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Understanding Boston’s Crystal Meth Surge

Spices. Heap of salt on the table

In recent years, New England started seeing a rise in methamphetamine use, especially of a variety called crystal meth.1 This powerful stimulant drug is very different from the depressant opioids that continue to be widely used in the region, though no less dangerous. Interestingly, there also seems to be a relationship between crystal meth use and the use of opioids like fentanyl and heroin.2,3,4

Here, we’ll look into possible reasons for crystal meth’s newfound popularity in Boston and the rest of the American Northeast, an area that is still known for high rates of opioid use. Contact our team at Boston Drug Treatment Centers to learn more and to discuss options for drug rehab.

What is Crystal Meth?

“Crystal meth”, “crystal”, or “glass” refers to crystal methamphetamine, a solid, purified form of methamphetamine, an extremely powerful synthetic stimulant drug. In purer forms, it most often comes in blue-white chunks, though the color might change depending on what it’s “cut” with or how it was manufactured. The drug has powerful stimulant effects and can be extremely habit-forming.5,6,7

How is Crystal Meth Used?

Crystal meth is most often smoked in a pipe or with improvised paraphernalia, crushed finely and snorted, dissolved in liquid and injected, or ingested. In some subcultures, it is seen as a club drug while it is also considered a performance-enhancing drug in others.5,7

The Crystal Meth Threat in Boston

The present popularity of crystal meth is an especially unwelcome development in Boston, as it’s happened just as its serious opioid crisis seemed to wane. Until fairly recently, crystal meth misuse was a relative rarity in New England outside of certain subcultures such as long-distance truck drivers, medical students, and the LGBT community.7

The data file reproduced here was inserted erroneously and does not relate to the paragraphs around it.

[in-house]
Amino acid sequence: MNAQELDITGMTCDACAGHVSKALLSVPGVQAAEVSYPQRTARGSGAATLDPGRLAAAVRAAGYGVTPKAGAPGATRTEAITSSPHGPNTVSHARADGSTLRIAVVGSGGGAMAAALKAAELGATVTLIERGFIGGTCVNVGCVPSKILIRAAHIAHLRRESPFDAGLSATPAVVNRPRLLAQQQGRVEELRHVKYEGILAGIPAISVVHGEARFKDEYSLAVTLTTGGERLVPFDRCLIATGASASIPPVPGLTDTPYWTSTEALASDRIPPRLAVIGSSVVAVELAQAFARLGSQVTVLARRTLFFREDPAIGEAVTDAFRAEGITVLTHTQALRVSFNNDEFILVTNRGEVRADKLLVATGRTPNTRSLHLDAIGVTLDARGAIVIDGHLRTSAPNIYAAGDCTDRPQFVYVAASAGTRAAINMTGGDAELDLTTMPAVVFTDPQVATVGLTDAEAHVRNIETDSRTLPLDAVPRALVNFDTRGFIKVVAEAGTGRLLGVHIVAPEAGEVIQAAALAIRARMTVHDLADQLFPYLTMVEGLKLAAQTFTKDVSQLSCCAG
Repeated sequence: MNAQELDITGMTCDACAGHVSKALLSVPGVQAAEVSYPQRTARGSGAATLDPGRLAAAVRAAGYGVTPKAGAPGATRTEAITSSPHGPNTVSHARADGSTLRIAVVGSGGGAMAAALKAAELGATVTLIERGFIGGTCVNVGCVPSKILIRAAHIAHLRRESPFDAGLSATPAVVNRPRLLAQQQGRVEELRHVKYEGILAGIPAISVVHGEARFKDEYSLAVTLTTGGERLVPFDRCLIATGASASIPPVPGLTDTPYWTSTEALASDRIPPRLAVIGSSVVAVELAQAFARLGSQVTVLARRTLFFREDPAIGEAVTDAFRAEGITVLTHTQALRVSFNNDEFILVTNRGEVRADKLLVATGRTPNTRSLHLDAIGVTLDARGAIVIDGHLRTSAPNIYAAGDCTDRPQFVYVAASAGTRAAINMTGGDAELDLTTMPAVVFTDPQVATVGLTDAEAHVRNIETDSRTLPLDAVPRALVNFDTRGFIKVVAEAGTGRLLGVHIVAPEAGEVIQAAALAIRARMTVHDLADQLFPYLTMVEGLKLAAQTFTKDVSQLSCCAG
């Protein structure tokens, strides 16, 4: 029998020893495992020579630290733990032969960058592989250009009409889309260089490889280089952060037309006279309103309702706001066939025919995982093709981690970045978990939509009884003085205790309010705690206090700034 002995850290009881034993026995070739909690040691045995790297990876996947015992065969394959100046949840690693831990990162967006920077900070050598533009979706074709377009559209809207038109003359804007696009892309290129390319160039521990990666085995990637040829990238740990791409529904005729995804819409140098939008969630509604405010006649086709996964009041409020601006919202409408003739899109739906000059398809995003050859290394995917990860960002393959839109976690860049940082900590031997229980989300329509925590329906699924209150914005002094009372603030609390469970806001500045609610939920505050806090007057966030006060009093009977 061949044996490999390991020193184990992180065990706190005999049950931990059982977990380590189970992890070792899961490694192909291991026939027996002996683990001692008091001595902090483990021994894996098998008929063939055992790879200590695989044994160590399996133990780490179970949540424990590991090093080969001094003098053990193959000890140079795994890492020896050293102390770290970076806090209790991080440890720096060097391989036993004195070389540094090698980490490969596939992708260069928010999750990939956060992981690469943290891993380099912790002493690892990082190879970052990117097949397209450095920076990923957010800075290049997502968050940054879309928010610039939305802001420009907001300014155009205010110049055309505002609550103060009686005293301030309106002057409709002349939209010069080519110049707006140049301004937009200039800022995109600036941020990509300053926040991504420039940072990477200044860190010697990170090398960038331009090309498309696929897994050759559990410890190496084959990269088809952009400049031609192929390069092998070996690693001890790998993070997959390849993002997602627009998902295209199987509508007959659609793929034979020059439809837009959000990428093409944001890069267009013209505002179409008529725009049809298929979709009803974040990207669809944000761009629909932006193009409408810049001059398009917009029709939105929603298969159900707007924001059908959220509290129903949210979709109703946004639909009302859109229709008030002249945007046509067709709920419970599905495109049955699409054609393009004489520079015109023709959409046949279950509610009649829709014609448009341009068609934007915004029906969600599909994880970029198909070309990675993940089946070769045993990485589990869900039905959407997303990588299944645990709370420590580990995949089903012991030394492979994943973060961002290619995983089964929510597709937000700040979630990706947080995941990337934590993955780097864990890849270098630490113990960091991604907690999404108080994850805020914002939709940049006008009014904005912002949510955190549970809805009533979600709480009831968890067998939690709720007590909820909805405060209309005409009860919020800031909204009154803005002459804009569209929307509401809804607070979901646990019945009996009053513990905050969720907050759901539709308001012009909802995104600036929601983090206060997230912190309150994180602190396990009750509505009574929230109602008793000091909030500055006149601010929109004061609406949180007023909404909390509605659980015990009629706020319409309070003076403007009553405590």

However, since about the second half of the 2010s, crystal meth started to make major inroads among other regular and recreational drug users in Boston, with several weekly seizures of the drug soon following. Today it rivals opioids like fentanyl in popularity in New England.1

Why is Methamphetamine Use Growing?

It’s not just Boston that’s seen a surge in crystal meth use. Similar patterns have been observed throughout many parts of the US in the past decade, particularly in areas where opioids are already a problem. Some reasons attributed to meth’s recent popularity include the following:1,2,3,4,5,9

  • Higher purity. The meth available on the street today is generally much purer and therefore more potent and more habit-forming than was previously the case in previous meth surges. This is largely attributed to the economies of scale international criminal enterprises have managed to achieve in producing the drug.1,3,4,9
  • Lower-priced substitute for other drugs. Not only is crystal meth purer than ever, but it’s also now being sold at extremely low street prices. While meth has always been cheaper relative to drugs like heroin or cocaine, the relative state of the average American’s buying power has made it all the more attractive.1,3,4,9